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Journal of Indian Association of Pediatric Surgeons
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CASE REPORT
Year : 2018  |  Volume : 23  |  Issue : 3  |  Page : 169-170
 

Amyand's hernia, appendicitis, and undescended testis: The amyand's triad


Department of Paediatric Surgery, Institute of Child Health and Hospital for Children, Chennai, Tamil Nadu, India

Date of Web Publication4-Jul-2018

Correspondence Address:
Dr. Vivek Shanmugam
Plot No 3A, Palani Street Extension, Rajaji Nagar, Villivakkam, Chennai - 600 049, Tamil Nadu
India
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Source of Support: None, Conflict of Interest: None


DOI: 10.4103/jiaps.JIAPS_174_17

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   Abstract 


Inguinal hernia with appendix as content, classically called as Amyand's Hernia has been well documented in children. Undescended testis with an associated hernia is also not uncommon and is an indication for early orchidopexy. We report a case of undescended testis which presented as an irreducible right inguinal hernia, which on exploration was found to have an inflamed appendix.


Keywords: Acute appendicitis, Amyand's hernia, undescended testis


How to cite this article:
Dhanasekarapandian V, Shanmugam V, Jagannathan M. Amyand's hernia, appendicitis, and undescended testis: The amyand's triad. J Indian Assoc Pediatr Surg 2018;23:169-70

How to cite this URL:
Dhanasekarapandian V, Shanmugam V, Jagannathan M. Amyand's hernia, appendicitis, and undescended testis: The amyand's triad. J Indian Assoc Pediatr Surg [serial online] 2018 [cited 2019 Nov 17];23:169-70. Available from: http://www.jiaps.com/text.asp?2018/23/3/169/235893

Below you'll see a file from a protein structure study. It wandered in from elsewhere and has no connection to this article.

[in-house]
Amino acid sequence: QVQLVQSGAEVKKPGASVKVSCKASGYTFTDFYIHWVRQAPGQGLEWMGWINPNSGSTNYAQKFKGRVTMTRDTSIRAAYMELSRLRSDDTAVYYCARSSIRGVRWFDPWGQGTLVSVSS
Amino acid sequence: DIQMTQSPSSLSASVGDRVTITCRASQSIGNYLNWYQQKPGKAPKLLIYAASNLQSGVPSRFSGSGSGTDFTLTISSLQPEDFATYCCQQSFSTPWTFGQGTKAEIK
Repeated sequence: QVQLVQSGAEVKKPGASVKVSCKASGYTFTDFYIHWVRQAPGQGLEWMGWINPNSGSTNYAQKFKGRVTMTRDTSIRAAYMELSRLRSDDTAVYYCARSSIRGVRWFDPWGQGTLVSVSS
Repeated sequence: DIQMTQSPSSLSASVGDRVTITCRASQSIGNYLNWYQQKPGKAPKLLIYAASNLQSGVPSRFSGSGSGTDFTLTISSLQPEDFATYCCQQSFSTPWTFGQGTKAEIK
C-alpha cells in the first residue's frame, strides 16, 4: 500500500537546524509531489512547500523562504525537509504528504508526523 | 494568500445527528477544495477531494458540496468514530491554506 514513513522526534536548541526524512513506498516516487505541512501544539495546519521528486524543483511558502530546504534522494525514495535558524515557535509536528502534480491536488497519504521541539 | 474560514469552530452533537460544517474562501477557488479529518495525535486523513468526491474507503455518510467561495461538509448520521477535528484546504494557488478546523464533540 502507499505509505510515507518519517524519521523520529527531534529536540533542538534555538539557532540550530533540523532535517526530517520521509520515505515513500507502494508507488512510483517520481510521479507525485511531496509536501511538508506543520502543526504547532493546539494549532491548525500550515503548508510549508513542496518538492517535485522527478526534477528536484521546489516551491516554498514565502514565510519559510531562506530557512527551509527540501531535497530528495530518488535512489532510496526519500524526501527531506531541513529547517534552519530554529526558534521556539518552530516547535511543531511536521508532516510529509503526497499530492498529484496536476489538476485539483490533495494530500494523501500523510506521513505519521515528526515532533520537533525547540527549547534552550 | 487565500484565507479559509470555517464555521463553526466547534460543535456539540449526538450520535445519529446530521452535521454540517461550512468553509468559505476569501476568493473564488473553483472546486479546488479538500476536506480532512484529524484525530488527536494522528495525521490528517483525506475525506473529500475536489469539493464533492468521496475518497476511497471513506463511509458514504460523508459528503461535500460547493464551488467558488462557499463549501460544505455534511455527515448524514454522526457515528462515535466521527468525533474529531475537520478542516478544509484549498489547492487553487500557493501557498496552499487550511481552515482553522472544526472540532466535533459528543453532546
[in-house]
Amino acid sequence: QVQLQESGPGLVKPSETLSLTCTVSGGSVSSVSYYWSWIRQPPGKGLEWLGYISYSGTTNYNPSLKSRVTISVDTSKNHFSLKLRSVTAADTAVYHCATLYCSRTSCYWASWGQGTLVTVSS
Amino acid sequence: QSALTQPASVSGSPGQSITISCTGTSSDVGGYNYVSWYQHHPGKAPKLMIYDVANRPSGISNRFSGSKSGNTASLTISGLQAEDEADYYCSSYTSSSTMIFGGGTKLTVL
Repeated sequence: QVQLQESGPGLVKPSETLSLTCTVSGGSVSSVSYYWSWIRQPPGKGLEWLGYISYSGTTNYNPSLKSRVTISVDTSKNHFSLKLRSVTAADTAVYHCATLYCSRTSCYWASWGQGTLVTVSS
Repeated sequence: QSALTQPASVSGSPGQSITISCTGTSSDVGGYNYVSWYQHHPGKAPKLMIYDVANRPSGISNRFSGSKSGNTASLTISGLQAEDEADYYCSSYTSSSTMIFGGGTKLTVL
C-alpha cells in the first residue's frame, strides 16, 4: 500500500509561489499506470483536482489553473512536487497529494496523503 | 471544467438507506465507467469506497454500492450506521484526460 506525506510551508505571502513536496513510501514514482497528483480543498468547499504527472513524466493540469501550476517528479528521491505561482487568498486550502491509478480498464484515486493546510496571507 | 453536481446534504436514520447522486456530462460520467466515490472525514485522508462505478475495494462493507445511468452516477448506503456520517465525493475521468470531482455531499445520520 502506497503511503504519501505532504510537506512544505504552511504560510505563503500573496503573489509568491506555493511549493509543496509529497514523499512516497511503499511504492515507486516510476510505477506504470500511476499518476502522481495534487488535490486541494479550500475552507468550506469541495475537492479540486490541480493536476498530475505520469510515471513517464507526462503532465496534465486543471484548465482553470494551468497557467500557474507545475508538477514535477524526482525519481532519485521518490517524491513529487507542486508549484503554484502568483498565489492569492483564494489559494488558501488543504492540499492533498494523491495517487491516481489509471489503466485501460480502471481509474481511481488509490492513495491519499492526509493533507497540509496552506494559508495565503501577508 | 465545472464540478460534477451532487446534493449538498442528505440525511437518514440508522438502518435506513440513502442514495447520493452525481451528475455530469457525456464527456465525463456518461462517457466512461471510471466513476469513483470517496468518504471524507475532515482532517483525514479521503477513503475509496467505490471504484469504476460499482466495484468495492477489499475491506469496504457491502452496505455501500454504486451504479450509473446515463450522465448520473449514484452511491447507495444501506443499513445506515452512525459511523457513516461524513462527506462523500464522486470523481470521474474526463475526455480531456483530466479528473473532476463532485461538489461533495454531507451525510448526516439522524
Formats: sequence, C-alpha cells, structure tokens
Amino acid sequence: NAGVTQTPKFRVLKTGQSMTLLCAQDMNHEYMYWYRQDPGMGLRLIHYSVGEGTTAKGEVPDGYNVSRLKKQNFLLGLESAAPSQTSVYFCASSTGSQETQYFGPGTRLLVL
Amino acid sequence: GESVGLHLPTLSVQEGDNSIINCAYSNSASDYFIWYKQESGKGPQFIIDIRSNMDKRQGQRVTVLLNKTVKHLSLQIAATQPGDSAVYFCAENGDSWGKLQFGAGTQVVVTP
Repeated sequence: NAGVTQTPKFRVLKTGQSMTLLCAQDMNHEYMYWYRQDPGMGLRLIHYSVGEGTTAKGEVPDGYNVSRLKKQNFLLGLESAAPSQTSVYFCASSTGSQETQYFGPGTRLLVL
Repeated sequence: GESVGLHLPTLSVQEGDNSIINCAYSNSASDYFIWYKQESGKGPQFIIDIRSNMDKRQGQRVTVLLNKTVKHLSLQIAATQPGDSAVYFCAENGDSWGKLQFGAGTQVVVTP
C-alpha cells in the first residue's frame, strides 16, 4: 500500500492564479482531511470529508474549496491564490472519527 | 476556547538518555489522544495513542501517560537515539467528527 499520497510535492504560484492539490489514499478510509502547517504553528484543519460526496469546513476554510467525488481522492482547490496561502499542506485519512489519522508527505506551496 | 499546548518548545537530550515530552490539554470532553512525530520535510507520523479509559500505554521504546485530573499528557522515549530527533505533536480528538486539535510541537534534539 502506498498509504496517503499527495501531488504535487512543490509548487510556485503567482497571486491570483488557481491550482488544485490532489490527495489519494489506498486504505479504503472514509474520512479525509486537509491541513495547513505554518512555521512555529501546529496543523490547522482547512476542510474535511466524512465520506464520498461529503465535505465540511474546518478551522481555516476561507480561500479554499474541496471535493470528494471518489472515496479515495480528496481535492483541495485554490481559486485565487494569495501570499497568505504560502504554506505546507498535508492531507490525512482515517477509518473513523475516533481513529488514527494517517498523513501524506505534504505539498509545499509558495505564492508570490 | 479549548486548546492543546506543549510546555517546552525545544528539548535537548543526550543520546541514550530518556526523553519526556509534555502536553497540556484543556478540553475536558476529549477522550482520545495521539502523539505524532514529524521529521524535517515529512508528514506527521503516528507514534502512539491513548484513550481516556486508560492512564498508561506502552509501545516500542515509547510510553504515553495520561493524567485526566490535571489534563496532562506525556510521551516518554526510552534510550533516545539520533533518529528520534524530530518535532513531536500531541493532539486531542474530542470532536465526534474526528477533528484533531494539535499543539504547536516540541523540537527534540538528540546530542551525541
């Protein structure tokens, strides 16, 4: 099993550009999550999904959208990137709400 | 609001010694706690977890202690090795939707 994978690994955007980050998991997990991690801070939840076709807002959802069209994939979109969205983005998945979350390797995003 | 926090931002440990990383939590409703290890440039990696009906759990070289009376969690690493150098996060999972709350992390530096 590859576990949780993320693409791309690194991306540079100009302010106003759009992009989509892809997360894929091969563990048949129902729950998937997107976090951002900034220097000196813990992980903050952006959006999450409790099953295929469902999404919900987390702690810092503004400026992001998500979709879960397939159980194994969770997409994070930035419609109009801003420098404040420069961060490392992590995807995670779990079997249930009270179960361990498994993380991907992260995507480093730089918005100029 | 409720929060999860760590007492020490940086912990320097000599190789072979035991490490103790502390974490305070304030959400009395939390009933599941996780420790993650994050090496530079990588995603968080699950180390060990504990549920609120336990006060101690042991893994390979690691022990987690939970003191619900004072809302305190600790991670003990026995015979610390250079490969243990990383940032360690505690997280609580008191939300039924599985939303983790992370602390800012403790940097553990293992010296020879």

Introduction Top


Amyand's hernia was named after Claudius Amyand, who performed the first appendicectomy in an 11-year-old boy with an inguinal hernia with inflamed appendix as content.[1] Preoperative diagnosis is seldom made as it is a surprise intraoperative finding in most cases.

An undescended testis presenting with an irreducible hernia may be an expected complication. Encountering an Amyand's hernia with undescended testis is very rare. Moreover, this triad of association has been reported only once in literature.[7]


   Case Report Top


A 35-day-old male infant presented with a sudden onset tender right inguinal swelling of 2-day duration [Figure 1]. The infant also had abdominal distension and vomiting. He was born as a term neonate and was diagnosed with a palpable undescended testis at birth. The parents were counseled to review at 6 months of age. The clinical suspicion included torsion or an irreducible inguinal hernia. X-ray abdomen showed dilated small bowel loops confirming an obstructed inguinal hernia. The infant was taken up for urgent inguinal exploration after resuscitation.
Figure 1: Irreducible right inguinal swelling

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During surgery, the child was found to have a sliding inguinal hernia with caecum and appendix as a part of the wall of the sac and small bowel as content. The appendix was inflamed and gangrenous [Figure 2]. The right testis was also gangrenous. The contents were reduced, and an appendicectomy was performed. The testis remained gangrenous and necrotic after warm packs and 100% oxygen and hence was removed after proper consent. Herniotomy was completed after carefully ligating the sac and the deep ring itself was closed. Postoperatively, the infant recovered well except for wound infection which was treated with appropriate antibiotics.
Figure 2: Inflamed appendix with gangrenous testis

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   Discussion Top